Blonde hair is beautiful; it has the effect of taking years off your face, resulting in a more youthful and lifted appearance. It’s a color trend that can ramp up your style in many ways, such as ombre and balayage to give a soft, feminine look, or even platinum, which is fierce and edgy.
Yet no matter how well executed these color trends are on black men and women, there always comes a point in time when someone has to put their two cents in, saying something along the lines of, “Why do you have blonde hair? Are you trying to be white?”
This ignorant comment not only places claim to this particular genetic trait as belonging solely to European Americans, but also seeks to shame the black man or woman who chooses to wear their hair in this particular color.
Certain physical traits do not belong solely to one particular racial group, they are determined entirely by the beautifully random nature of genes, which are subject to mutation and can create an array of attributes within any race that account for the diversity of the human race.
A single gene is the difference
The percentage of the population that exhibits this trait is about ten percent, and the trait, though not limited to them, has a higher prevalence in children. For quite some time their blonde features were attributed to past imperial rulership by European countries like Germany and the UK.
None of their disagreements were given any clout until years later when Dutch geneticist, Stephen Myles, from the Nova Scotia Agricultural College, was studying the islanders and took notice of the fact that there was very little variation between the shades of blonde that the Melanesians exhibited.
He ruled out the idea of genetic variation by inheritance and sought to prove his hypothesis. He and a team of colleagues collected saliva and hair samples from 1,200 Solomon Islanders. Out of this large sample, 43 blonde and 42 dark haired islanders were chosen for DNA comparison.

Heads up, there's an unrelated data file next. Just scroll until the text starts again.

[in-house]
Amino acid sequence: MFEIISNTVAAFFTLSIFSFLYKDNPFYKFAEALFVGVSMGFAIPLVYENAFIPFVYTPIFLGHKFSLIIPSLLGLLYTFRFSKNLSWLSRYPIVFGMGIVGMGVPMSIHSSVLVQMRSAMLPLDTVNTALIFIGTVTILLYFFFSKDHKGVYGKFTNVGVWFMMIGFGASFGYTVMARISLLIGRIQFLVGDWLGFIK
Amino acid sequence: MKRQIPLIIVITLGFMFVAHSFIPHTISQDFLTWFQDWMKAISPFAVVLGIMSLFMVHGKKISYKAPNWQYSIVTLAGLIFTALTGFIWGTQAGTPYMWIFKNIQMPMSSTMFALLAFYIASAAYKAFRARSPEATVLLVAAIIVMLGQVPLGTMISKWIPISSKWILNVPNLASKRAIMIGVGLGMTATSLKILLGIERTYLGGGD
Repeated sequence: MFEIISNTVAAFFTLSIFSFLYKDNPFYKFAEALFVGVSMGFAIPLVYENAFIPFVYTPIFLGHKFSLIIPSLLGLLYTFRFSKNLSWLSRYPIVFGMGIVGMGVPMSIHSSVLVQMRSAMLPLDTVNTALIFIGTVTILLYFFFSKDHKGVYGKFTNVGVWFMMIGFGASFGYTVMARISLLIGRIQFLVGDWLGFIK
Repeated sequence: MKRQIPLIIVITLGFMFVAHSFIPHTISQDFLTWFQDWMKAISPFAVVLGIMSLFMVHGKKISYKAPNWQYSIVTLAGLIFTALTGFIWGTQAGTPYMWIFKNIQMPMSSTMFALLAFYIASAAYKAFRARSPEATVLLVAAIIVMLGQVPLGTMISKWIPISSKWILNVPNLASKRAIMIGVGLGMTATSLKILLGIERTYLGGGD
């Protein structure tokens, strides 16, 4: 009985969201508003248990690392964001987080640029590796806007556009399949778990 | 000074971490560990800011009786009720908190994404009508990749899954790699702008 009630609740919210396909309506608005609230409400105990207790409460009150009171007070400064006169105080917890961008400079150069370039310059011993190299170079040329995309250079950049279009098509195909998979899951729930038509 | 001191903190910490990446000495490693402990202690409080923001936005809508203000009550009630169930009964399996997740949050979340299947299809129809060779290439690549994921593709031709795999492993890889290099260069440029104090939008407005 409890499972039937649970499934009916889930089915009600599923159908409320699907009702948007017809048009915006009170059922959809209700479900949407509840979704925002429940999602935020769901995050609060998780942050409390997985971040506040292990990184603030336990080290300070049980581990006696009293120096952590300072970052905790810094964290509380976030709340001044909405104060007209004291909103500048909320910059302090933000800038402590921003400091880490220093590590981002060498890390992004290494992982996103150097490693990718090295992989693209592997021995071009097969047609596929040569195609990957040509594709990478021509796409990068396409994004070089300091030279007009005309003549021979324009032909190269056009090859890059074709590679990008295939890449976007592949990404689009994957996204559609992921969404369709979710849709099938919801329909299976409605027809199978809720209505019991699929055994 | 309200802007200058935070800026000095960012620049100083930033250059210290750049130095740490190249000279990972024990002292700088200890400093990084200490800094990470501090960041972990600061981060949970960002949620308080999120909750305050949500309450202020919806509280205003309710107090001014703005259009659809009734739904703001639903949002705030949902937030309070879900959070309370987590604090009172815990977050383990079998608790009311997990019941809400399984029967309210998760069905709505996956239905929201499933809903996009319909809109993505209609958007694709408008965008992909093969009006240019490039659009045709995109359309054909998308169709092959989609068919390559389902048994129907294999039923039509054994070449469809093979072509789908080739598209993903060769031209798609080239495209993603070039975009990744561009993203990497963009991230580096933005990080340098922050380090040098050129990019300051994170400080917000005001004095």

What they discovered was that the gene that determined hair pigmentation had a single protein difference between the two groups.
The exchange of this protein was the single determinant of the outcome of either blonde or dark hair. The gene is found only in Melanesian people, proving that their naturally occurring blonde hair is not an inherited European trait, but an outcome of random genetic mutation over time.
Isolated from Europeans
Although not much is known about the origins of the blonde hair that is also displayed by the Aborigines, especially in the west-central part of Australia, what is known is that this trait is definitely not due to European interbreeding.
Examination of a lock of hair collected as a sample by a British anthropologist over a century ago proves that the Aborigines are direct descendants of Africans who migrated from the continent, and have no genetic mixture with any other race.
This makes them one of the oldest continuous populations outside of the Sub-Sahara, and their dark skin and features are reflective of their African ancestry. This conclusion indicates that blonde hair is a gene, much like any physical attribute, that can appear in any race—even those isolated from European intermingling.
Genetic Mutation: Random and Beautiful
This also has nothing to do with European ancestry, and often black albinos are born to parents who have no prior genetic indication of European ancestry.
So, ladies and gentleman, wear your blonde proudly, knowing that rather than denying your ethnicity and ancestry, you are giving others a glimpse of the beautiful variety that also exists within black people, and armed with the knowledge in this article you can put to rest the objections to your self-expression by spreading awareness to those simple-minded and uncultured folks who would dare try to shame you out of their own ignorance. Blonde is black. Black is beautiful; and blonde blacks are just as real, as any European blonde there is.